What’s to come? A New Outlook
Zach Mellado is an aspiring young Mexican American actor. He attends Baruch College as well as stars in many of the school productions. Although he has not been acting for a while, Zach has formed an idea of what it is like to be Mexican American in the acting world. Not only does he form an opinion on being Mexican American, but also what it is like to be an actor in today’s society.
Zach is considered to be a millennial in the United States. The Chicano movement back in the 1960s and 1970s paved a path for people like him to aspire to be what ever desirable and best fit, not letting race or ethnicity get it the way.
I was fortunate enough to get the chance to speak to Zach about Chicano theatre and what it is like to be a Mexican American aspiring actor. Here is a part of the transcription of the interview to give a feel of his thoughts, what progression has happened over the years, and what advice he gives to any other Mexican American aspiring actors and actresses. Here is the inside scoop!
Questions and Transcription
What is it like to be Mexican American in the acting world?
I’ve never really tried to isolate myself as Mexican or Mexican American or whatever label I’ve been given. You know I’ve always allowed myself to try out for any role regardless of whatever the race is, Caucasian, African American, or whatever. But I definitely think that there has always been a problem when casting people of color or people of a certain race.
Me personally, I’ve haven’t experienced something like that. I’ve been told no to roles not because of the fact that I am Mexican American, but that is part of the process, being told no.
It has kind of allowed me to study myself and to study my own culture so that if I were ever to take on a role where I would be someone who is of Mexican American or just Mexican decent to the point where I would be knowledgeable enough to be able to do that role.
I just look at it as a label I don’t live by and I don’t really you know stick myself into that mold specifically, but that it is something that I could be proud of and use to find other people and similar background stories to relate to.
Do you feel like Mexican Americans or yourself get type casted?
I haven’t seen it. I know I have been asked to do a role actually while I was doing blood wedding, someone wanted me to do a short film and I couldn’t do it because of the conflict, but what they wanted me to do was be a kid on a basketball court playing basketball with his friends and like he sees a girl and starts flirting with her in Spanish a little bit. Like using some Spanish words, using Spanglish a little bit.
But I’ve always used that. I’ve always embraced that. I’ve always been like if there’s any kind of type casting. The Mexican pool boy, the gardener, the good-looking guy or the Latin flare. I think it’s a lot of fun to use it.
You can go one or two ways with it. You can look at it and say this isn’t fair, this isn’t right, or this is offensive or you can say this is who I am and I’m proud of it and I have a story to tell and I’m going to tell it.
Do you feel that it is harder to receive roles being of Mexican American decent?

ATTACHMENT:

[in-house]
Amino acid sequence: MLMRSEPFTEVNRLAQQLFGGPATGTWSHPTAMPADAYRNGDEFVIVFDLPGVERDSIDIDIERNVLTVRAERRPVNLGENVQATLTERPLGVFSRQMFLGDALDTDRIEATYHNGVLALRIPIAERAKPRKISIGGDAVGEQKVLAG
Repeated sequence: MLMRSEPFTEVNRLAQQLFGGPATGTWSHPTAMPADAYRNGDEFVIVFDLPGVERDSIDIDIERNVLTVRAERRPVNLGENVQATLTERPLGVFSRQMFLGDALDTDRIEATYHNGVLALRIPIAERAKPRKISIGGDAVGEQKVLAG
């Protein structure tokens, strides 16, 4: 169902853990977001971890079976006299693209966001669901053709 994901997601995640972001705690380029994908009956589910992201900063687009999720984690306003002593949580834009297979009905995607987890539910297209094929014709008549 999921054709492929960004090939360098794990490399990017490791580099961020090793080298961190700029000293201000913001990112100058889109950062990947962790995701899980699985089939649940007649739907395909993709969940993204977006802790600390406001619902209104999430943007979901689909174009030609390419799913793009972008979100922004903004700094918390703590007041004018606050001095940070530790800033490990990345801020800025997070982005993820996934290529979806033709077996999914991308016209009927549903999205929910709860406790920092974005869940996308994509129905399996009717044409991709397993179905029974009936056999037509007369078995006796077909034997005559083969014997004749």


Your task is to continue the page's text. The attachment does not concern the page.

I think…no I’m sorry I don’t think I’ve dealt with anything like that and I can’t speak for everyone because I think we all have our own experiences and journeys. I don’t want to say its harder because I really don’t think it is. If anything I think its been very useful for me. I haven’t been so experienced with acting I’m fairly new to it. I’ve experienced where they’re just looking for a look and I happen to have that look. My talent might not be there, but my look is there.
You know that’s what actually got me my first role at Baruch. I never try to make it a disadvantage, I always try and say they’re are going to be times where I’m sure they are going to be looking for a Caucasian, there are going to be times where they will be looking for something who is fully Mexican and not half and half or whatever, but I definitely try to see whatever avenues I have and take them because I’m hungry to work and I’ll do whatever.
Why do you think you aren’t knowledgeable on many major Mexican American actors and actresses?
Well I think a tremendous part of what goes into casting and I mean there are so man different things that goes into it. I think the overarching principle of it all is money obviously. Its all about making money, movies are an investment. You put a lot of money into it and you want to see it returned to you.
I think you know to have a no name actor, who’s… I’m sure you can find someone, like you can find me, a Mexican American. I’ve never done a film before, but if you would to put me in a film saying starring Zach Mulatto I don’t think a lot of people would see it because a lot of people don’t know who I am.
So in terms of fixing that, you know, would it be nice to somehow give exposure to people of different races who don’t normally see that.
Again I think that ties in with the problem being money and then also I mean who goes out and sees theatre, you know the demographic is older Caucasian people who go out and watch theatre.
So I think the more people who go out to watch theatre and the more people who go out and act and try to create art, its about creating it for yourself. You can’t sit around and say well I want more diversity in Hollywood, or I want more diverse roles. You can’t, you can’t. You have to be apart of the solution rather than wait for it.
Blood Wedding Link! Starring Zach Mellado!